As the black sheep second son of an Earl, Stephen Lyons has gained a reputation in the art of seduction, but when his wicked ways result in scandal, he joins the army to redeem himself. On the battlefield, he proves courageous... until he is seriously wounded. Returning home to recover, he discovers he can't remember the angelic beauty who arrives at his doorstep, his babe nestled in her arms.
Mercy Dawson will risk everything to protect the son of the dashing soldier she once knew and admired. When Stephen offers to do the honorable thing, she is determined that London's most notorious gentleman will desire her and no other. But Mercy fears that what began as an innocent deception could destroy her dreams and their blossoming love if Stephen ever learns the scandalous truth...
They are masters of seduction, London's greatest lovers. Living for pleasure, they will give their hearts to no one... until love takes them by surprise.
©2011 Jan Nowasky (P)2012 HarperCollinsPublishers
It was a wonderful love story of how the reality of war changes people, and to what depths some people will go for love.. A wonderful, emotional love story, read with feeling.
All players had strong characters, even the butler is memorable. They all had different personalities and strengths, but if I had to choose just one, it would be Mercy. Mercy lived up to her name, giving so much of herself for others. She made mistakes, but for the right reasons.
Her ability to change her voice, and put such feeling into the parts is truly commendable, certainly creating word pictures better than most readers could do for themselves. She is a true artist. I now look for audiobooks read by her.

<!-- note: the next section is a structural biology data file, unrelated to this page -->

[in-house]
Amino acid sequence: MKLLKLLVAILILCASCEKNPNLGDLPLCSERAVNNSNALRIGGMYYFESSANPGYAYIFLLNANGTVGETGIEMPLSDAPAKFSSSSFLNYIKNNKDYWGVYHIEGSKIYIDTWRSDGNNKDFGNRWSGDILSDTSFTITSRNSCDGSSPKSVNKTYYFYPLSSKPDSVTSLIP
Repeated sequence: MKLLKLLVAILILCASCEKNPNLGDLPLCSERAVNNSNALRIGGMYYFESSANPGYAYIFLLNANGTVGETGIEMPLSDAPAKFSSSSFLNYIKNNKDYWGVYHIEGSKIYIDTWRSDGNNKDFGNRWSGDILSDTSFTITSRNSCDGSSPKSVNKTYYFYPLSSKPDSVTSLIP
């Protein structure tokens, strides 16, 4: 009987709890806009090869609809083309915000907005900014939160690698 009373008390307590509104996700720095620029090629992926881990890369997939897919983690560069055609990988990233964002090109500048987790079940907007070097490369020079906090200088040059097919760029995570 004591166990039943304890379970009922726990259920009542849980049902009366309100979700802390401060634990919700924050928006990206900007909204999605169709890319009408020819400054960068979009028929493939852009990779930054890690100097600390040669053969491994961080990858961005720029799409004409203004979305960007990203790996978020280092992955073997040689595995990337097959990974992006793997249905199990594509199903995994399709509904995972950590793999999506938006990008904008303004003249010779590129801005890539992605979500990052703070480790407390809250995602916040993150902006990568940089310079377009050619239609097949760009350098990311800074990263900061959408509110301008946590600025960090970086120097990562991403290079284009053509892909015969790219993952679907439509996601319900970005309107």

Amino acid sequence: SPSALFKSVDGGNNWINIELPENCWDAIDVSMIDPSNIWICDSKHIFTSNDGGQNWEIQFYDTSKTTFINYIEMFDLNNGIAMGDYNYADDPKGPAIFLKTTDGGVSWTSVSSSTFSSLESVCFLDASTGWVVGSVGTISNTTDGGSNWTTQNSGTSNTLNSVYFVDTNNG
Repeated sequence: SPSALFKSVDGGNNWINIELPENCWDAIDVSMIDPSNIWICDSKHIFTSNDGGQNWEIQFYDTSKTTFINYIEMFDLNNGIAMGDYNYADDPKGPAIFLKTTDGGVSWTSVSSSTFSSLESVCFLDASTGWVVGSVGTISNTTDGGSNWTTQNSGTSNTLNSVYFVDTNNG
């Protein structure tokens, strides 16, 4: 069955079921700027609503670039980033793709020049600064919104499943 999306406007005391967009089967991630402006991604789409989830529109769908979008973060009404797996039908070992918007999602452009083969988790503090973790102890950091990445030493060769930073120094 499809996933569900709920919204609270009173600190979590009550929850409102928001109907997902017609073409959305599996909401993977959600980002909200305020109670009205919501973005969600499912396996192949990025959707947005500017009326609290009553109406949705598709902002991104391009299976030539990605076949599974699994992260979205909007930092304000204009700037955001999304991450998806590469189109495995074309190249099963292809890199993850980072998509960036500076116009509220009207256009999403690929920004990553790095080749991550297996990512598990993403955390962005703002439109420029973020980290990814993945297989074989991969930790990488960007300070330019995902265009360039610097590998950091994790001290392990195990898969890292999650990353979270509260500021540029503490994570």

An emotional, passionate love story in the aftermath of war.
I enjoy historical, paranormal, and contemporary romance. Also steampunk, sci-fi, fantasy, suspense, and fiction. I'm open to about anything
The reason I say that this is an odd title is that it really doesn't have that much to do with the story. Sure, the hero was a rake before going to the Crimean War, but it really doesn't enter into the plot. The meat of the story is how he deals with his injuries and the effect they have on the plot line. It was kind of gut-wrenching for me because I knew I was going to cry at some point. The setting was nice in that it was in the 1850s and I have been reading or listening to many Regency romances ( reviews soonish), so the change was good. There was character growth, especially in the male protagonist. There really was no antagonist except for the situations in which the characters find themselves. Okay, as for the narration, I have to say that I didn't find Anne Flosnik to be as irritating as I have in the past.
This book has a lot of romance with a meaningful, serious--but not too serious--story that leads the listener down a path with hope but not certainty about how things will unfold. I loved it. The sex in the story is often enough without being overwhelming. Though I generally like overwhelming too. And the sex was not explicit but still detailed enough, not glossed over. Everything fit and worked perfectly. I didn't know what to expect from this author, but I will be looking for more of her stories now. I look for books by Lisa Kleypas, Charlotte Featherstone and Stephanie Laurens in the historical romance genre. I'll now add Lorraine Heath to that esteemed but short list.
The narrator, dear heavens, the narrator.
Select a different reader.
She sounds like Jane Carr. This name might mean nothing to you unless you look her up and then you will recognize her as a famous character actress, often with brilliant comedic timing, Unfortunately, male leads that should be charismatic are unintentionally lampooned by a reading that makes it seem like a comedy sketch. Female parts are adequate. Not fantastic, but adequate. Male parts are uncomfortably pompous and affected, sounding like, well, Jane Carr (remember the British Airways travel agent in Friends when Rachel has to buy a ticket to London? That was Jane Carr. Great actress, "veddy" funny, but "veddy" bad for a sound-alike for a serious male lead).